Solar-powered devices are nothing new, but they typically reside in the lonely fringes of the gadgetsphere (Yay for made-up words!). Admit it. Given the choice of a sleek iPhone or a Samsung E1107, which would you choose?
Lately, however, some electronics makers have been making a concerted push to move beyond niche status and bring solar goodness to everyday gadgets. For instance, today Logitech debuted a wireless, solar keyboard that requires no batteries — aside from its built-in rechargeable cells, that is. So say goodbye to hunting for — and eventually disposing of — alkaline batteries. And it charges with ambient light, so there’s no need to let it charge up on a sunny windowsill. Also in the works is a free app (available on November 15) that will measure light levels and alert users when things get too dark to charge the keyboard.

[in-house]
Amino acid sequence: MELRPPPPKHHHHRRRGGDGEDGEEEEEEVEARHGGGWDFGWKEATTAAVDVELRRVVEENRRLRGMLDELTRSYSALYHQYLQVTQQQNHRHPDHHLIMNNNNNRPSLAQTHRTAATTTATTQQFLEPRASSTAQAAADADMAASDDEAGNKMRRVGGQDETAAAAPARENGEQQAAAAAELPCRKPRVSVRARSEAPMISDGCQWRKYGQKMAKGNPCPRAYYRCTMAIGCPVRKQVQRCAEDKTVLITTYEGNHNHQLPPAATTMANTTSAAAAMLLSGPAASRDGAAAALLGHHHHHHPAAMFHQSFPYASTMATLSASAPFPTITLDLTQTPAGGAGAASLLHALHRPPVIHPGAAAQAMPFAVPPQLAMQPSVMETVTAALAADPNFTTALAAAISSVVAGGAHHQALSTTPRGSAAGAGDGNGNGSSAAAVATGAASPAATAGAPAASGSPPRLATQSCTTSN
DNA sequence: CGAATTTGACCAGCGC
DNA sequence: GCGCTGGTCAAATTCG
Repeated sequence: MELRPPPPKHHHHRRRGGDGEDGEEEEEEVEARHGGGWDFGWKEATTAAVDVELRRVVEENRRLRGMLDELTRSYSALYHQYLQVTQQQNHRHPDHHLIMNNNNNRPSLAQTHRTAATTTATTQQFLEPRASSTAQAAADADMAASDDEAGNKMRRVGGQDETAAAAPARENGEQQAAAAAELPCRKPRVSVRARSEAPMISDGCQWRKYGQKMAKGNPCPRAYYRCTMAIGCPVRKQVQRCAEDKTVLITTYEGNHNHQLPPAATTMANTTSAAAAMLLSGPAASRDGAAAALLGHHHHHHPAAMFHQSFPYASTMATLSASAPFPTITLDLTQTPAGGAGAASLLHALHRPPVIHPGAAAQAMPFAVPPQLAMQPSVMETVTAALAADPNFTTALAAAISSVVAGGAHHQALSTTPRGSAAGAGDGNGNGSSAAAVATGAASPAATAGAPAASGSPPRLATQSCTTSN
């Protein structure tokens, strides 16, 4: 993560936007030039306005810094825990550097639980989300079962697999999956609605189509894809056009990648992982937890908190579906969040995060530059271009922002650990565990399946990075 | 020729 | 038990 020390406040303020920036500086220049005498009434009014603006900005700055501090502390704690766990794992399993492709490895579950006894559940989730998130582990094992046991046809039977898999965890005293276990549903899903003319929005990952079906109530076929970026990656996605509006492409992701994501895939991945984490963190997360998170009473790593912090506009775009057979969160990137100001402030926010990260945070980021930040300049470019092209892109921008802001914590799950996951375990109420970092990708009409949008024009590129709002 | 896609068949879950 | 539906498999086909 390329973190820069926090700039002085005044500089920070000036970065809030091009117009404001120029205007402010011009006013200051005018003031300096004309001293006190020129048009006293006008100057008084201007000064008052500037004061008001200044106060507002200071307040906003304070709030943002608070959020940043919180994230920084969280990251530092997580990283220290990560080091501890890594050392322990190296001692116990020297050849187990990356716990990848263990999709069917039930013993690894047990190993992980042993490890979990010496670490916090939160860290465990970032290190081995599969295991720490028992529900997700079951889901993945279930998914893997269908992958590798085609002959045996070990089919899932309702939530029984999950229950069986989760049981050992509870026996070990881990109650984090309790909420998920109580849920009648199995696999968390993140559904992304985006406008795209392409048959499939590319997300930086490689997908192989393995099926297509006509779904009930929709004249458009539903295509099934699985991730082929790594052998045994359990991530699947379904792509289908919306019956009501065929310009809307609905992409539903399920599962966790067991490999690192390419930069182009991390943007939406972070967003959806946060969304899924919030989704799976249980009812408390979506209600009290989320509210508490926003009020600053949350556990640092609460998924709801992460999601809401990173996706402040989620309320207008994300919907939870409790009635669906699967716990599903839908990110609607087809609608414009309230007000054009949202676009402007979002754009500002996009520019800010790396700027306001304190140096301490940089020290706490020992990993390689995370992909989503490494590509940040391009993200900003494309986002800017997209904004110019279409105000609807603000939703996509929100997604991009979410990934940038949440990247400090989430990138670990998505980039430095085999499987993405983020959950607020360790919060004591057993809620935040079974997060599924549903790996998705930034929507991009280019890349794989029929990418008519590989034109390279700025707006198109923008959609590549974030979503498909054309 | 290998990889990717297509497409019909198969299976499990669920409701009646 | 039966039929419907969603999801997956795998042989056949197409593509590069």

The PVC-free, 1/3-inch thick, $80 keyboard, which is unimaginatively named the Logitech Wireless Solar Keyboard K750, is up for preorder now and will hit retailers by month’s end. Here’s a video from the folks at Logitech of an un-boxing of the keyboard the company’s calling “a gift… from the future!” Indeed!
And for the (eco-minded) couch potato…
For those that prefer to let their fingers rest upon the TV remote, Philips offers another novel use for solar panels. The company recently unveiled its “greenest TV” in Europe, the 42-inch Econova LED TV, whose eco-attributes include an enclosure made of recycled aluminum, a 40W draw during operation (zero watts off) and a solar-powered remote. Check it out in the video below.
According to the EPA, Americans buy 3 billion batteries a year. Unfortunately, “virtually none” of the alkaline batteries are being recycled. If more makers of low-power gadgets, it could put a nice dent in the tons of batteries that end up in landfills. And I, for one, wouldn’t mind never having to buy another battery for my keyboards or remotes again.
And though I would hate to see the Energizer Bunny join the scores of unemployed, maybe he could be find work hawking rechargeables.